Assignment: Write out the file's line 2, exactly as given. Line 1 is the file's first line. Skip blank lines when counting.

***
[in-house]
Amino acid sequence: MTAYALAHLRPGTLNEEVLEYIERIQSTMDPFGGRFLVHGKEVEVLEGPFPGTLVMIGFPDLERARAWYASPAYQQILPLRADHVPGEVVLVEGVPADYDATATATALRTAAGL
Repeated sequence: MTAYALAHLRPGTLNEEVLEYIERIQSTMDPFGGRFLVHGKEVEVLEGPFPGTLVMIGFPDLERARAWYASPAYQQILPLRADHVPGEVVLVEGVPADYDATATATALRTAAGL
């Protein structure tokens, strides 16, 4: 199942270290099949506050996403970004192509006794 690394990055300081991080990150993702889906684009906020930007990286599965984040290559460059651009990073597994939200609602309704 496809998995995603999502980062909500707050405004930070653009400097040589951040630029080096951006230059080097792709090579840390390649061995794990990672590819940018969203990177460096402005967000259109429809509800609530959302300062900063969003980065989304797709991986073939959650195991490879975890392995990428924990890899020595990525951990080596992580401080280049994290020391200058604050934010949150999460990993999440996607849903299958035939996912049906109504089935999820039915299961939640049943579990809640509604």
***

Amino acid sequence: MTAYALAHLRPGTLNEEVLEYIERIQSTMDPFGGRFLVHGKEVEVLEGPFPGTLVMIGFPDLERARAWYASPAYQQILPLRADHVPGEVVLVEGVPADYDATATATALRTAAGL